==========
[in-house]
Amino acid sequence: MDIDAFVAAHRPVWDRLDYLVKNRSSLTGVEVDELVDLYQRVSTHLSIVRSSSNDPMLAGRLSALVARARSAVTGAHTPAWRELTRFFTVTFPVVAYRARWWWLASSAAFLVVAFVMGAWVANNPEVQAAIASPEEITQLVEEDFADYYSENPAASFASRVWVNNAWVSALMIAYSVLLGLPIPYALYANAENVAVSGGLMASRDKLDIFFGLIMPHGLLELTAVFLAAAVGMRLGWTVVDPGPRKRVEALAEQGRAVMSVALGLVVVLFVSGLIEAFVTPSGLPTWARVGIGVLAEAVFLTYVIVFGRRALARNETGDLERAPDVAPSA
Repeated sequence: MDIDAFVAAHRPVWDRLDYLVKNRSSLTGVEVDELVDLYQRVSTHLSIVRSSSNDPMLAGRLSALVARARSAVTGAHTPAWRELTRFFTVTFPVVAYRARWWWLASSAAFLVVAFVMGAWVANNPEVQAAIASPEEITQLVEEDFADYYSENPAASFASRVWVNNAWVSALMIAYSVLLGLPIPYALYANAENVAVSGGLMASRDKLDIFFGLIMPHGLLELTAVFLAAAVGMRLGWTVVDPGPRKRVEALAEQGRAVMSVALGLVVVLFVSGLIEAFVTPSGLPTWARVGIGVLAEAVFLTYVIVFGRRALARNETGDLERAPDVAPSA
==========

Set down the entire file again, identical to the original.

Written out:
[in-house]
Amino acid sequence: MDIDAFVAAHRPVWDRLDYLVKNRSSLTGVEVDELVDLYQRVSTHLSIVRSSSNDPMLAGRLSALVARARSAVTGAHTPAWRELTRFFTVTFPVVAYRARWWWLASSAAFLVVAFVMGAWVANNPEVQAAIASPEEITQLVEEDFADYYSENPAASFASRVWVNNAWVSALMIAYSVLLGLPIPYALYANAENVAVSGGLMASRDKLDIFFGLIMPHGLLELTAVFLAAAVGMRLGWTVVDPGPRKRVEALAEQGRAVMSVALGLVVVLFVSGLIEAFVTPSGLPTWARVGIGVLAEAVFLTYVIVFGRRALARNETGDLERAPDVAPSA
Repeated sequence: MDIDAFVAAHRPVWDRLDYLVKNRSSLTGVEVDELVDLYQRVSTHLSIVRSSSNDPMLAGRLSALVARARSAVTGAHTPAWRELTRFFTVTFPVVAYRARWWWLASSAAFLVVAFVMGAWVANNPEVQAAIASPEEITQLVEEDFADYYSENPAASFASRVWVNNAWVSALMIAYSVLLGLPIPYALYANAENVAVSGGLMASRDKLDIFFGLIMPHGLLELTAVFLAAAVGMRLGWTVVDPGPRKRVEALAEQGRAVMSVALGLVVVLFVSGLIEAFVTPSGLPTWARVGIGVLAEAVFLTYVIVFGRRALARNETGDLERAPDVAPSA